This sort of thing is going on all the time, sometimes long term and sometimes short term. So one has to be very careful.
Vestigial organs. They love those big words, this makes sure that 90% of listeners don’t understand what they’re talking about. There’re supposed to be things in your body that don’t do anything. Why? Because according to evolution your ancestors were once fish. Now, as you carry along becoming an animal you may carry along some of the old fish stuff, which isn’t very useful when you move onto land. But not everything changes, so it sticks around. And according to evolution, therefore you expect there to be things which have no use. That’s what you expect. And then if you haven’t found a use and you are desperate to wave the evolution flag, because that’s how you get your next grant, you say we discovered a vestigial organ. When if you would ask people in an honest, sober moment, if you could find one, how much do we know about what the body does? How much do we really know? Can we really map out everything the body does? They would have to admit to you, no, we really are very ignorant about a lot of things the body does. And then we could follow it up with the question, “Well then how do you know that this thing isn’t doing anything?”
And I think if it was an honest, sober moment, if you could find one, they would have to say, “We don’t really know; we’re just saying it because that’s what gets headlined in the New York Times. We don’t really know.”
When I was a kid if you got repeated infections in your tonsils, they would take out your tonsils, and while they were in there they took out the adenoids as well, because, you know, you’re in there anyway, and you got a nice sharp knife and the adenoids don’t do anything and they too could get affected so why don’t you just take them out because you’re there. They don’t do that anymore, because they discovered that the adenoids do do something, they play some role in the immune system. They just didn’t know that when I was a kid, and I lost both in one shot, my tonsils and my adenoids.
So here is a good example of using a deep theory, called evolution, to derive a conclusion and discovering that the conclusion is very unstable. It’s very unstable because you’re relying on something which you really can’t see, you really can’t test, and using it to draw conclusions. So the first thing you should ask in science is: how much of what they’re telling me is really describing what they saw happen in the laboratory, and how much requires a little bit of interpolation and a generous dose of extrapolation and deep theory? The more of that stuff you got, the less stable the conclusion is going to be. That’s moral number one.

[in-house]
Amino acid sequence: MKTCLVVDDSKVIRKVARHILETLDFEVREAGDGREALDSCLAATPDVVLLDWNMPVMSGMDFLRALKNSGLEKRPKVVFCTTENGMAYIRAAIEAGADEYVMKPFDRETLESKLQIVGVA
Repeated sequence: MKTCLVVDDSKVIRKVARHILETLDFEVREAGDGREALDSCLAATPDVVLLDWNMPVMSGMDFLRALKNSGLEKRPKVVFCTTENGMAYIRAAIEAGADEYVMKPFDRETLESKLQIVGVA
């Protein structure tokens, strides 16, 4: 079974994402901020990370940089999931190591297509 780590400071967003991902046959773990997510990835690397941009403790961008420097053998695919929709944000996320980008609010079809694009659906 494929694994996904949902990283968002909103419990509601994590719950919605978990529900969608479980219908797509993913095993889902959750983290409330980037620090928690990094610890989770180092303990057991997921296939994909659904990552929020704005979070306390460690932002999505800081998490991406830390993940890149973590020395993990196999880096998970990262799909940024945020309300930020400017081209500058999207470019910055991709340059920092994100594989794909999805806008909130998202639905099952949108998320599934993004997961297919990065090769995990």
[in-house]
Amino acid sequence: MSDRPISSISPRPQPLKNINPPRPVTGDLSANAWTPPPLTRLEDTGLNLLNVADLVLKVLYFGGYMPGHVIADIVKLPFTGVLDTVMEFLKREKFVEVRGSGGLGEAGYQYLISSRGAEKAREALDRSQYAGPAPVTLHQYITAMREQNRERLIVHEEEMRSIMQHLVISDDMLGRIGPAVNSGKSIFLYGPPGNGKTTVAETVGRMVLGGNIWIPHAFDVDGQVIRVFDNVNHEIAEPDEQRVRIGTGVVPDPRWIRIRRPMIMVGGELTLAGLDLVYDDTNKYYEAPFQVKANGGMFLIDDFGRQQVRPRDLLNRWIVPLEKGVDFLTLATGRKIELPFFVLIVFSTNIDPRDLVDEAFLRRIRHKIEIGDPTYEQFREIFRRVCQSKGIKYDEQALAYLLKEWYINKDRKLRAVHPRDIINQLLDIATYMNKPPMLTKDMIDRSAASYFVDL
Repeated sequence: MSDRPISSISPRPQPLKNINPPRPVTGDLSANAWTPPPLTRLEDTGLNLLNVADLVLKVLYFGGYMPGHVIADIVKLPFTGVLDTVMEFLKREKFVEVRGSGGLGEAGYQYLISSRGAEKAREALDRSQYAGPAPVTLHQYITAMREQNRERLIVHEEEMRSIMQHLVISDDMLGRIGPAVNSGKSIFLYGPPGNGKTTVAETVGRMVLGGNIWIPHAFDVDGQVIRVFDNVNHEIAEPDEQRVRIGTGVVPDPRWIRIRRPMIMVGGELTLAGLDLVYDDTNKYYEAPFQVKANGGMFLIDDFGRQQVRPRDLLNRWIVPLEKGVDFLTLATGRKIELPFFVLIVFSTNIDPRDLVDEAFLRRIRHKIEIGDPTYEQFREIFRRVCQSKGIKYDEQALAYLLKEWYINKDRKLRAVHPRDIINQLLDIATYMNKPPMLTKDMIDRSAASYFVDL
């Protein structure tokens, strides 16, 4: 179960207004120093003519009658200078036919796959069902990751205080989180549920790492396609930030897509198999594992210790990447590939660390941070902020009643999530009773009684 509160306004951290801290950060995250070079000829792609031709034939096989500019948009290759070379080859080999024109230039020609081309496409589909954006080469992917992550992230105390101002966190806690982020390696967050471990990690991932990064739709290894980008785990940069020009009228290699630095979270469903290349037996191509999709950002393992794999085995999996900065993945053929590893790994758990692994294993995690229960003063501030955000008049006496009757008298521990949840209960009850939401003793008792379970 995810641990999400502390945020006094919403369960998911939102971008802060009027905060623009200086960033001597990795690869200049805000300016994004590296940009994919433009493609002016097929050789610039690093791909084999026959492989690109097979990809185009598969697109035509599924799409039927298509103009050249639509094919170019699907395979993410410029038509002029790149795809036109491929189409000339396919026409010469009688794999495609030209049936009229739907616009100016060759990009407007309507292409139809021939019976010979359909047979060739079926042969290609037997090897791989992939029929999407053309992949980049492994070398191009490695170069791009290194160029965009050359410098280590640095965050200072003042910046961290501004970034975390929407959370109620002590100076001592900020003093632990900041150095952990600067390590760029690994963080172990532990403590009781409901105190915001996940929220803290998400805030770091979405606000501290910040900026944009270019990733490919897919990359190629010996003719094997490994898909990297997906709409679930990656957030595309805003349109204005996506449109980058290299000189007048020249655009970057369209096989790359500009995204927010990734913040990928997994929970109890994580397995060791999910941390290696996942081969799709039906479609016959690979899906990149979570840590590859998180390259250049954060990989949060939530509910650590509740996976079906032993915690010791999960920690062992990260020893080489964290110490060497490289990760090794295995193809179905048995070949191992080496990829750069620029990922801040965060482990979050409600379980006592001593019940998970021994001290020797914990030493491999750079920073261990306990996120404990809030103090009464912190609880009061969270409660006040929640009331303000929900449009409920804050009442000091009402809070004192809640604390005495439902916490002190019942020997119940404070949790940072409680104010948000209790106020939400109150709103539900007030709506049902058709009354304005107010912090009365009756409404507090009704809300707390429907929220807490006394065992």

Brief moral number two. I’m talking so far about science as gathering evidence for conclusions and what types of evidence exist. But we have to remember that science is done by flesh and blood scientists and they’re subject to prejudice and to wishful thinking and to political pressure as anybody else. And this introduces a considerable level of distortion, sometimes vicious willful distortion and sometimes sloppy incompetent, irresponsible thinking.
Here’s a term that you won’t learn in your science classes, called “data massage”. No, this is not the newest Japanese technique. Data is what you get when you do an experiment and massage means you massage it. You see, here’s how it works: I’m testing a theory. Now, in my heart of hearts I know that the theory is true and I know they’ll publish my paper if I can show the theory is true. So I do my experiment and the results I get aren’t exactly right. Now, these experiments are quite complicated and chances are that in my experimental design I made some mistakes. Isn’t it obvious that the places where my data disproved the theory must be due to my experimental design? It’s not due to the wrongness of the theory; no, it must be that I did a lousy experiment. So in order to protect myself, and only to report the truth, I change the data because where the data disagrees with the theory, it’s not that that’s the real data, it’s because I designed the experiment wrongly; surely that’s true. So I change the data and then I get my paper published. And this is so popular in the field it has even a title, “data massage”, only in structured scientist courses they don’t teach you that because they’d like you to respect the field and not know about some of its problems.
Another example which I think is endemic and something which you have to be aware of throughout, throughout the scientific world you have a tendency to jump to conclusions. And this is not just the people who watch test tubes, it involves the very top people in the field. They’ll jump to conclusions on the basis of insufficient data.
In 1903 there was a convention of physicists, and one of America’s greatest physicists, Albert Michaelson of the famous Michaelson Worldly Experiment, said physics is over. It’s over, it’s finished. We know everything we need to know, all that needs to be done is calculate the values to the eighth decimal point or the twelfth decimal point. He discouraged his graduate students from going into physics because it’s a dead field. Gosh, it didn’t turn out that way, did it?
In 1948 Max Morn said that physics will be finished in six months, because at that time they thought there were only 3 particles: neutron, or maybe at that time they didn’t get to neutron yet, electron and proton. Derack found the equation for the electron, surely somebody in six months is going to find the equation for the proton and it’ll be over. It didn’t turn out that way.